At this point the Court implies that legislation is sufficiently general if it specifies a characteristic that makes it likely that individuals falling within the group designated will engage in conduct Congress may prohibit. But the Court then goes on to reject the argument that Communist Party membership is in itself a characteristic raising such a likelihood. The Court declares that ‘(e)ven assuming that Congress had reason to conclude that some Communists would use union positions to bring about political strikes, ‘* * * it cannot automatically be inferred that all members shar(e) their evil purposes or participat(e) in their illegal conduct.” Ante, at 456. (Emphasis added.) This sudden shift in analysis—from likelihood to certainty—must mean that the Bill of Attainder Clause proscribes legislative action with respect to any group smaller than the total class possessing the characteristic upon which legislative power is premised whenever the legislation is based only on a finding about the average characteristics of the subgroup. The legislature may focus on a particular group or class only when the group designation is a ‘shorthand phrase’ for the feared characteristic—i.e., when it is common knowledge that all, not just some, members of the group possess the feared characteristic and thus such legislative designation would require no legislative fact-finding about individuals.1
In the Court’s view, therefore, § 504 is too narrow in specifying the particular class; but it is also too broad in treating all members of the class alike. On both counts underinclusiveness and overinclusiveness—s 504 is invalid as a bill of attainder because Congress has engaged in forbidden fact-finding about individuals and groups and has thus strayed into the area reserved to the judiciary by the Constitution.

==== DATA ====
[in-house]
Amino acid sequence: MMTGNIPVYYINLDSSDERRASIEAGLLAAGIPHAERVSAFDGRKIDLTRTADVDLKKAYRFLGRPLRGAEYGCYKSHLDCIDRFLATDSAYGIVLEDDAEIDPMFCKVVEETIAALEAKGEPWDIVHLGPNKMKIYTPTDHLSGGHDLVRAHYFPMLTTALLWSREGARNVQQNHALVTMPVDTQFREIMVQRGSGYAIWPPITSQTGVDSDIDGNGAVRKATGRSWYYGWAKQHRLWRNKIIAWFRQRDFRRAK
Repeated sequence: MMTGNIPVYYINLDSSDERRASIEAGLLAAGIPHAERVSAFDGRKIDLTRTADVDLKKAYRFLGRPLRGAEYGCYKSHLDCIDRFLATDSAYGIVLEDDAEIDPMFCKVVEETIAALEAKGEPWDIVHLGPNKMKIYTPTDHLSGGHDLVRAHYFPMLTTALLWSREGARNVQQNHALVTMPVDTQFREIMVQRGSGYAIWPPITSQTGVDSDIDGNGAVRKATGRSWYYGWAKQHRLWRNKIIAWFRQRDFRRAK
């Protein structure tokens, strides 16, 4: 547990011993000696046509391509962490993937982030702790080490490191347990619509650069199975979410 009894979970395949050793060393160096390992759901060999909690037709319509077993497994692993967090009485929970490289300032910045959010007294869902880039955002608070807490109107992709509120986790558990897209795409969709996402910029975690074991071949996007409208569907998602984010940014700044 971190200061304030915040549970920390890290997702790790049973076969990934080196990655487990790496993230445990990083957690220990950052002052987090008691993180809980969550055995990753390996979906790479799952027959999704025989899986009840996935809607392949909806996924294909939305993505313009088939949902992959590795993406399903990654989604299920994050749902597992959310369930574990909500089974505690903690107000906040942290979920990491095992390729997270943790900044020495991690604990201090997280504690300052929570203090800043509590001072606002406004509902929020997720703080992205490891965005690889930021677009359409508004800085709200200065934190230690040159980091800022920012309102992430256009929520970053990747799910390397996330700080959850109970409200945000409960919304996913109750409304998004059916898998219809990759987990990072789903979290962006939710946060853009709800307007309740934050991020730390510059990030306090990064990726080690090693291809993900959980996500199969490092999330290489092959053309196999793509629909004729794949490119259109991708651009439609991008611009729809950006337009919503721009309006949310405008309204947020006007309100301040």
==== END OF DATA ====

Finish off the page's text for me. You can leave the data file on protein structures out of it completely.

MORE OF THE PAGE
It is not difficult to find some of the cases and statutes which the necessary implications of the Court’s approach will overrule or invalidate.
American Communications Ass’n v. Douds, 339 U.S. 382, 70 S.Ct. 674, 94 L.Ed. 925, which upheld the predecessor statute to § 504 is obviously In that case the Court accepted the congressional findings about the Communist Party and about the propensity of Party members ‘to subordinate legitimate trade union objectives to obstructive strikes when dictated by Party leaders, often in support of the policies of a foreign government.’ 339 U.S. at 388, 70 S.Ct., at 678. Moreover, Congress was permitted to infer from a person’s ‘political affiliations and beliefs’ that such a person would be likely to instigate political strikes. 339 U.S., at 391 392, 70 S.Ct., at 680. Like § 504, the statute there under consideration did not cover all persons who might be likely to call political strikes. Nevertheless, legislative findings that some Communists would engage in illegal activities were sufficient to sustain the exercise of legislative power. The Bill of Attainder Clause now forbids Congress to do precisely what was validated in Douds.